week 13 or 14…or 15?

week 13 or 14…or 15?

I continue to pick up trash. This will hopefully stop at some point during this year, but for now, my eyes are very much trained on garbology, scanning the environment and trained in visually sorting through garbage of value to the project based on possible messages and relevance to time and place.

However, my thoughts have shifted to two areas of focus:
1. How to maintain consistency within the work while avoiding repetitiveness – and perhaps more importantly,
2. How this project ends, and how I might measure success or failure.
3. Where this project will be seen. (which hypothetically and subjectively, I know)


The first is simple albeit not easy, more and diverse use of palimpsest, slightly different definitions of what a palimpsest is. However, I am not too worried about there being a distinct look or method that is somewhat uniform throughout the final pieces, the focus should be on the elements and content of the pieces, which brings me to point no. 2, how I might measure or determine the success of the project, or – if not success – an analysis, insight, or understanding of the project. And how this might be recorded, and whether that is necessary.

If – as has been the stated objective – I want the viewer to engage with both the individual elements and the gestalt of the pieces and create their own narratives and meanings, should these then be archived? I am once again ambivalent about this. Is there is value in these pieces if we don’t learn what thoughts, meanings, stories, or even actions they have triggered? Or is there some something carceral about an attempt at documenting internal thoughts, that might both taint the exercise for viewers knowing they must find ways to express these thoughts thus blunting the sharp, jagged honesty of private inner beliefs, and also influence any subsequent viewers’ interpretation, thus becoming a fait accompli reached by a committee decision on an ambiguous meaning?

A book feels too final, as much as it also feels very appropriate as a medium, the latter might, however, stem from an expectation rather than appropriateness for this project. It an ironic sense, it would close the project by opening the book on it. There are currently two options, I am debating; a newspaper (or more precisely, a collection of the work on newsprint and in a newspaper format.) This format gives a sense of temporariness or ephemerality, and an idea that subsequent editions may change and contact develop.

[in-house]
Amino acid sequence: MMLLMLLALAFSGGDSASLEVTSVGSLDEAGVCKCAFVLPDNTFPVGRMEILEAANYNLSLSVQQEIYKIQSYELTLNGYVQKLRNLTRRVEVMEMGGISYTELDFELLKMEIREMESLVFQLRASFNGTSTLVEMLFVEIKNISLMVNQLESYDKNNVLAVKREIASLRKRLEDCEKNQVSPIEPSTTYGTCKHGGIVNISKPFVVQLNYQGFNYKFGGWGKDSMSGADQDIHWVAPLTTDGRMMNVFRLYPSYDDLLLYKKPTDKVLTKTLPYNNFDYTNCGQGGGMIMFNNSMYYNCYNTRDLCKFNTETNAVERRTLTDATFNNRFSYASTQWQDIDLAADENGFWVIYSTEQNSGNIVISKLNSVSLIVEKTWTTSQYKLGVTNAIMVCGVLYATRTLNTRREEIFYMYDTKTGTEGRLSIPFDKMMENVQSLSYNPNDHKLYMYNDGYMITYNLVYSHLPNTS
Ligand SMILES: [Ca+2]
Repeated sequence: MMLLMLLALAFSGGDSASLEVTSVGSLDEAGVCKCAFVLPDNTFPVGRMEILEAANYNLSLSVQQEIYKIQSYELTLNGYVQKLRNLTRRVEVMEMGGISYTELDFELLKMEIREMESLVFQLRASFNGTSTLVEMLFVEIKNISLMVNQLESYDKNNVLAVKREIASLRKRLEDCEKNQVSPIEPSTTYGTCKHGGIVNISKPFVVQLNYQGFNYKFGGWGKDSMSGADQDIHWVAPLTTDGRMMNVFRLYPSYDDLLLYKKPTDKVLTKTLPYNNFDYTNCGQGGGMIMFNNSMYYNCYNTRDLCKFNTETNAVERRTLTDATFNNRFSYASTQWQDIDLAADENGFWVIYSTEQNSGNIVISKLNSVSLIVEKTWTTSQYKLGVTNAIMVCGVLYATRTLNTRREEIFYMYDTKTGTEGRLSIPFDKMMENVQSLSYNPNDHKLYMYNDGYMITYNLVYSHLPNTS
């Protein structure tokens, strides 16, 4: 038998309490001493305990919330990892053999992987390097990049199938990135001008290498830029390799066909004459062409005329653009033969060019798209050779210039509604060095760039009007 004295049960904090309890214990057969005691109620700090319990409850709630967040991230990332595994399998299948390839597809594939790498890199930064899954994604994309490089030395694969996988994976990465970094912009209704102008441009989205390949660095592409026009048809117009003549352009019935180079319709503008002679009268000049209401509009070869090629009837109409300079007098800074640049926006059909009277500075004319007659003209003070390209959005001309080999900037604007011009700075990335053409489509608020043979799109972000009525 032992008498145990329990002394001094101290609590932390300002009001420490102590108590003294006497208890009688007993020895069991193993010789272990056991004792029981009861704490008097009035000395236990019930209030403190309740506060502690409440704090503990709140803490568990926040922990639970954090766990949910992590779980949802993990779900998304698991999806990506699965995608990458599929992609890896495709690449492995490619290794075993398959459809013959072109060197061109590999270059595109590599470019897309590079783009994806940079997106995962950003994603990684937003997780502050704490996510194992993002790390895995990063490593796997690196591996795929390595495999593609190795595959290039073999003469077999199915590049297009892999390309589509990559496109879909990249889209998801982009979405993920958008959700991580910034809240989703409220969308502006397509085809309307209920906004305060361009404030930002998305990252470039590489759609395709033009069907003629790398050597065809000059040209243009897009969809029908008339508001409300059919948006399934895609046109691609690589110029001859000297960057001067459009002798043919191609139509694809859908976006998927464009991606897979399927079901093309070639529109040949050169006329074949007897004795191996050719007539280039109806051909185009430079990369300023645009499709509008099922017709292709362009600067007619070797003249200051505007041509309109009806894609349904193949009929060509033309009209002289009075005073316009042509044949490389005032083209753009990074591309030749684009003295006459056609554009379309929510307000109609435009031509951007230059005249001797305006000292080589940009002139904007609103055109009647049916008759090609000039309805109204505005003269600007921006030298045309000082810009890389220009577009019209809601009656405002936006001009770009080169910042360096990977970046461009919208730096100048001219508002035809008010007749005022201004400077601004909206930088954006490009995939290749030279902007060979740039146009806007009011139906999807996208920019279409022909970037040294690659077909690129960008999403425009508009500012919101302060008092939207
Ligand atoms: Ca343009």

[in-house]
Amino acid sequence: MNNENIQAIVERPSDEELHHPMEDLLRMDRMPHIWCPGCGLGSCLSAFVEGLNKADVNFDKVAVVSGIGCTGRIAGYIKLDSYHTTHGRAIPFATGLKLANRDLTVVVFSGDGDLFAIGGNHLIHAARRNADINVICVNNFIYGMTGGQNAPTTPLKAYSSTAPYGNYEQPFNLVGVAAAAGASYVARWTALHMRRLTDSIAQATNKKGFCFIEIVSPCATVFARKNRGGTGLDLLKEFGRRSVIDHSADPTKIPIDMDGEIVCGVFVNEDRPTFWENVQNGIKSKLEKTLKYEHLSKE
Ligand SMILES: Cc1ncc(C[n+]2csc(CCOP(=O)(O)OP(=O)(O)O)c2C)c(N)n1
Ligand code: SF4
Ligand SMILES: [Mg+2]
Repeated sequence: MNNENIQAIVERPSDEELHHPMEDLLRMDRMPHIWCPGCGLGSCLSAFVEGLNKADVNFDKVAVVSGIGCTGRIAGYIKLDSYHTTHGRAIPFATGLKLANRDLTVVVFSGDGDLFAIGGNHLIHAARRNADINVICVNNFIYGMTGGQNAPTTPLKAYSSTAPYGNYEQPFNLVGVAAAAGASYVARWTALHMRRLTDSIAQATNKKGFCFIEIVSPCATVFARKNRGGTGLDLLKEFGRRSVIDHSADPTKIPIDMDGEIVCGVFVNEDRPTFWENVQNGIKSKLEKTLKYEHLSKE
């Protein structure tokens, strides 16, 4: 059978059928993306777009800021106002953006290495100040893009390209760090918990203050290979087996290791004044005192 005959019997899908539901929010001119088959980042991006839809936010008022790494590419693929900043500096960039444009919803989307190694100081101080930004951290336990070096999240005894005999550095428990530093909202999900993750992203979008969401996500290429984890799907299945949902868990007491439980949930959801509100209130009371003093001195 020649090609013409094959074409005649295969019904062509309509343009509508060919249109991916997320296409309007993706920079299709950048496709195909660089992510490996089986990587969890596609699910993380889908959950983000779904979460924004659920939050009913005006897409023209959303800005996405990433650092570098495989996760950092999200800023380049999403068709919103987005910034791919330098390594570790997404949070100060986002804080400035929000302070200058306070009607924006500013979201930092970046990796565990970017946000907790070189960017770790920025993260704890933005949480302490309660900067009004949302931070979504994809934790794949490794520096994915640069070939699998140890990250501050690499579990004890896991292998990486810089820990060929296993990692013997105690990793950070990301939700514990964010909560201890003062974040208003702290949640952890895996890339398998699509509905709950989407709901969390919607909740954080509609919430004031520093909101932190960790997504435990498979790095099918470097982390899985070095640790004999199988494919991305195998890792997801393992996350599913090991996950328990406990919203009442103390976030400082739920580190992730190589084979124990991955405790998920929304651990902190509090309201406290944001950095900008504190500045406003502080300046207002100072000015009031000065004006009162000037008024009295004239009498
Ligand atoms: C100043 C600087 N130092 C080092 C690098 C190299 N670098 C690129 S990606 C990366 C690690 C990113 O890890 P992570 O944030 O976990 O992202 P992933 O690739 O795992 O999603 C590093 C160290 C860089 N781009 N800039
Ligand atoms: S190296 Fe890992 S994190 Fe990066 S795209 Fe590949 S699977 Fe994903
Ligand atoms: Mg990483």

Finally, point 3 for this week and a more general question of scope. I know where I would ideally see this project being, but that will not happen, if for no other reason of a shutdown, a pandemic, and even if I could a moral desire not to want to ask people to come together.

It would ideally be in an exhibition space of some sort, ‘of some sort’, meaning it wouldn’t have to be a white cube museum or gallery, but it should be a space that is dedicated to the viewing of work, in order for it to have the best chance of gaining the engagement it seeks.

Having said that, in a parallel world, in a different incarnation, and healthier time, why not install pieces on public transportation, on billboards near rush-hour hotspots. Why not bring the question out of the rather privileged space and ask the public to become more involved and engaged viewers if this is supposed to be about the marginalised voices and the quotidian?

This doesn’t seem like an appropriate scope for 10 remaining weeks, mostly because it isn’t. This project is about the creation of the work, the contextualization and understanding of its meaning. The installation and execution of its viewing is a separate project. or certainly distinct part of the project.

I started doing some tests with viewers, which – and I hate to go on about it – isn’t ideal when we have to do it digitally, however, the first tests were quite successful.

One thing that has become obvious is that some viewers spend more time and effort, and others are a bit more monosyllabic.

Here is one of the better ones:

The In-N-Out branding is so iconic, reminiscent of 1950s Americana… youth, sand, blonde hair, roller skates, etc. featuring the bible verse, which references eternal life – not references – explicitly tells you that you will ‘perish’ if you don’t believe in god and then there is the text that makes you feel like there’s danger at the turn of every corner.

That the happy-go-lucky sun on your skin wind in your hair moments aren’t very real. They’re so easily squashable like the cup. I’m guessing this text is written by a woman but I don’t know. It also makes me wonder how this person experiences the world in other ways. I think that she isn’t white, which I think reinforces the squashed cup message that the In-N-Out cup life is reserved for white people.

Am I reading into it too much?

No.

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